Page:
For the better part of this millennium, the SEC has overlorded over college football. This is well known, because SEC supporters have been fervent in their broadcasting of this fact. College football has always been a regional sport, and the SEC has been able to assert their national dominance over it without having to leave the comforts of their own gravy-saturated abyss.
Sure, Nick Saban and company rolled into State College, Pennsylvania and kicked JoePa's decaying corpse around last year, but I'm having a hard time thinking of recent marquee games featuring SEC teams outside of the south.
That trend isn't likely to change. In 2012, LSU's out-of conference bangers include Washington and Idaho, both at home. In 2013, they'll welcome TCU and UAB... With a week nine barn-burner against Furman.
Florida, in comparison, has home out-of-conference games scheduled against the likes of Bowling Green, Jacksonville State, Georgia Southern, and Toledo. At least in their defense, they'll be traveling to Tallahassee in 2012 and Miami (FL) in 2013. But In 2014, Florida has home games against Idaho, Eastern Kentucky, and Eastern Michigan.
Auburn gets a little credit. At least this year they're playing Clemson in the arena that hosts the SEC title game. (This is billed as a "neutral site" game.) Although, this gets negated by the fact they scheduled the likes of New Mexico State and Alabama A&M in November. (Auburn has an away trip to Kansas State scheduled for 2014).
Alabama seems somewhat willing to schedule teams, but they have a knack for pursuing "neutral site games." I'm not sure how neutral Arlington, Texas, will be later this year when Michigan and Alabama clash. (Alabama has a November showdown with Western Carolina in the middle of November 2012). Nor am I too sure how neutral Atlanta, Georgia will be in 2014 when the Tide meets Virginia Tech. (Alabama does have a home-and-home scheduled with middling Michigan State in 2016 and 2017, one must wonder how much weight that holds with Saban due to his reluctance to set up the same arrangement with Wisconsin.)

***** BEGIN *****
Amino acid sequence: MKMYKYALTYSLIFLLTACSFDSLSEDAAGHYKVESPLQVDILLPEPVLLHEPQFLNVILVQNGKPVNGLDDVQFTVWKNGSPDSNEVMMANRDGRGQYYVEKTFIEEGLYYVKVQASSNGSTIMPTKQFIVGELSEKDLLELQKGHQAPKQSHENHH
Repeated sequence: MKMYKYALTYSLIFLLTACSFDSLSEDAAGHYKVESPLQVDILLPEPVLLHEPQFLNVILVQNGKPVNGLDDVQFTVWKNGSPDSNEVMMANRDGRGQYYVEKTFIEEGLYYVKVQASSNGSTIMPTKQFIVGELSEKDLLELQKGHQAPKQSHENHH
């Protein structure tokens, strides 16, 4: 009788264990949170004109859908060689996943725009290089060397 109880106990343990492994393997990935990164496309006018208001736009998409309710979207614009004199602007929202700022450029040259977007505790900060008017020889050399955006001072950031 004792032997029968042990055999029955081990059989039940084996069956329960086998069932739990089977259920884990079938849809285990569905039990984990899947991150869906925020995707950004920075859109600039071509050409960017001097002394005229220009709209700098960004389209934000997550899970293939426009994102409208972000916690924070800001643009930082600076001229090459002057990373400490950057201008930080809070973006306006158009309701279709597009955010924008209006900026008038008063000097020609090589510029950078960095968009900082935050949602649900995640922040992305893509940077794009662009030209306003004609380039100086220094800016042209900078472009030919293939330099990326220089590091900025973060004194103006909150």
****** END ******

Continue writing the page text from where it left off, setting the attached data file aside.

One of the biggest reasons I wanted on-campus playoff games, other than exports like Ohio State football shouldn't be pimped out to other state's service industries, is that southerners do not like the cold. Anybody can enjoy a 70 degree day in December. It takes a little bit different cut of human to weather a low two digit degree day with a subzero windchill factor.
For example, Montana, an FCS powerhouse, has only lost two play-off games to teams south of the Mason-Dixon line since 1986. (They have made the playoffs every year since then.) To me, it'd be fascinating to see how these southern kids -- many of them who grew up in the sun-drenched south and have never seen snow -- fair during a game of swirling winds and snow.
The SEC rarely leaves the South, during the regular season or bowl season. Compare that to Ohio State, who in the oncoming years has games scheduled at California, at Virginia Tech, at Oklahoma, and at North Carolina. (They've also played at USC, at Washington, and at Miami (FL) in years past.)
It's a formula of success which has obviously worked well for the SEC; their trophy cases do well enough in proving that fact. But, as the regionalism and cronyism leads bowls to eventually getting stripped from college football, it's a formula which they may want to re-examine.
Otherwise, should the formula get dumped upside down again in a decade, Alabama might end up playing in Michigan in December, and I'm not so sure that's something that southern sunshine teams would relish.